In September 2022, Anonymous announced the launch of the OpIran campaign against Iran and attacked websites including the Iranian government, intelligence agencies, and the police. The incident was triggered by the arrest of a woman named Mahasa Amini by Iranian morality police for wearing a loose headscarf. Just 3 days later, Amini died in the intensive care unit. The Iranian authorities claimed that she died of natural causes due to heart failure at the police station. However, according to medical reports, the Iranian people believe that Amini was beaten to death, leading to large-scale protests on the streets of Tehran, which continued to ferment on social networks.

In order to control public opinion, the Iranian authorities shut down some domestic mobile network services. Subsequently, Anonymous announced on Twitter, "Dear Iran, if you block the internet, we will shut you down." On September 21st, Anonymous attacked the Iranian Court Research Center, the Iranian Parliament, and the police websites, and leaked the stolen data online. They also attacked the official Iranian media, Fars News Agency. The organization called for DDoS attacks on Iranian websites, stealing and leaking data, and also advocated the use of Tor browsers by Iranians to bypass national censorship.

Attacking Russia during the Russo-Ukrainian War#

Shortly after the outbreak of the Russo-Ukrainian War on February 24, 2022, Anonymous officially declared "war" on Russia on Twitter. Within a few days, they attacked more than 300 Russian government websites, national media, and bank websites, including the Kremlin, the Russian Federation Council, the Russian State Duma, the Russian Ministry of Foreign Affairs, Red Star TV, and the Russian Security Council, all of which were unable to be accessed due to the cyber attacks.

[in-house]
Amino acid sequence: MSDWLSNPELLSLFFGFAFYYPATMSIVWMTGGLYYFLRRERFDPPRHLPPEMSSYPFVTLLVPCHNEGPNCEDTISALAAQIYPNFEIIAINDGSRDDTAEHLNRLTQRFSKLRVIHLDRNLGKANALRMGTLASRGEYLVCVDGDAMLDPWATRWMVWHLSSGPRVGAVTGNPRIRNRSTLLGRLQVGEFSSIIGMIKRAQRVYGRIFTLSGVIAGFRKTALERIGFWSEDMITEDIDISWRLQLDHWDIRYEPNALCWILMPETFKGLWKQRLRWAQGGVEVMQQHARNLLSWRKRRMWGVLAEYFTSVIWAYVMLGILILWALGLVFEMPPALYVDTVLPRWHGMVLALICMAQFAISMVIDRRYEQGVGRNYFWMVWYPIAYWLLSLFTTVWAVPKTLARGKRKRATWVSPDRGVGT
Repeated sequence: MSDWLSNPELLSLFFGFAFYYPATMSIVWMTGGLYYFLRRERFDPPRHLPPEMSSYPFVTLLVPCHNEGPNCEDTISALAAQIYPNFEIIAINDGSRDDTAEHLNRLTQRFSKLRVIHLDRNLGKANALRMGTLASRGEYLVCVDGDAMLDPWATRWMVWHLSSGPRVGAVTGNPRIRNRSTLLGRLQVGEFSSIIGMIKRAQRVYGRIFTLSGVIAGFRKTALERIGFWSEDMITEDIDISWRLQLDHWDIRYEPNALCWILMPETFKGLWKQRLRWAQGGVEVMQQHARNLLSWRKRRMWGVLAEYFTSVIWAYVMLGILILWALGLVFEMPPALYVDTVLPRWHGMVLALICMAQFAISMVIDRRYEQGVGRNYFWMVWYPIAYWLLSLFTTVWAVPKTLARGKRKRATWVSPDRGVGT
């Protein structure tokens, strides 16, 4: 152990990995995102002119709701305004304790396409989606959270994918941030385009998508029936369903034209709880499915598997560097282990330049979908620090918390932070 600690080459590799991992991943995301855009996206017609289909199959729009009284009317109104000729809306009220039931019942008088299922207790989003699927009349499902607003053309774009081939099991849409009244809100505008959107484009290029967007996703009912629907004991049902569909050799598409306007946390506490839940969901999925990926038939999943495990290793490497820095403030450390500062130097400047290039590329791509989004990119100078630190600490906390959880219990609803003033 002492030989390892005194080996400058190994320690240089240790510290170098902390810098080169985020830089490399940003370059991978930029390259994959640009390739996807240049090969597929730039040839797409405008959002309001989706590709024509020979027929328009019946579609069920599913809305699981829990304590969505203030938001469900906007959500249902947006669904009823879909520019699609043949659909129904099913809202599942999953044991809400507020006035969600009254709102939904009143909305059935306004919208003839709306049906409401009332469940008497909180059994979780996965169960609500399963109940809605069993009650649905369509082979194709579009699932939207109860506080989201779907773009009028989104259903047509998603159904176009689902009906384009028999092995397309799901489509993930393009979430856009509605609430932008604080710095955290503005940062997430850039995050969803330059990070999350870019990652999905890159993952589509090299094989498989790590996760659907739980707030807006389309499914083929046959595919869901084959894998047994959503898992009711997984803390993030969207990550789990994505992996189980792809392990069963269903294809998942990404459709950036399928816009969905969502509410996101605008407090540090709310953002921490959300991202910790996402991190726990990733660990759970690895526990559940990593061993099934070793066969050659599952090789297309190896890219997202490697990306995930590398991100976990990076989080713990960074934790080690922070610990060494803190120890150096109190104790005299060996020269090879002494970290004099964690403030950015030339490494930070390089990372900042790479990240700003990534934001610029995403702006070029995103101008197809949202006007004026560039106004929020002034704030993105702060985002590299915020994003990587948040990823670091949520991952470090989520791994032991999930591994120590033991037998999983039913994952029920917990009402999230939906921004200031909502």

In the following March, Anonymous also attacked websites of Russian institutions such as the Ministry of Emergency Situations, the Russian State Nuclear Energy Corporation, and the Central Bank of Russia, stealing a large amount of data and leaking it on the dark web, Twitter, and other channels. It can be seen that Anonymous launched intensive cyber attacks on Russia mainly based on political positions rather than economic motives.

Hackers also have their own attitudes#

Obviously, Japan's discharge of nuclear wastewater into the ocean has once again stimulated the nerves of these hackers, leading to targeted cyber attacks. This also shows how shocking Japan's actions are, as radioactive substances in nuclear waste can cause great damage to the environment. These substances can enter the ecosystem through the water cycle, affecting the survival and reproduction of organisms.

We look forward to more people expressing their attitudes and resisting Japan's discharge of nuclear wastewater into the ocean.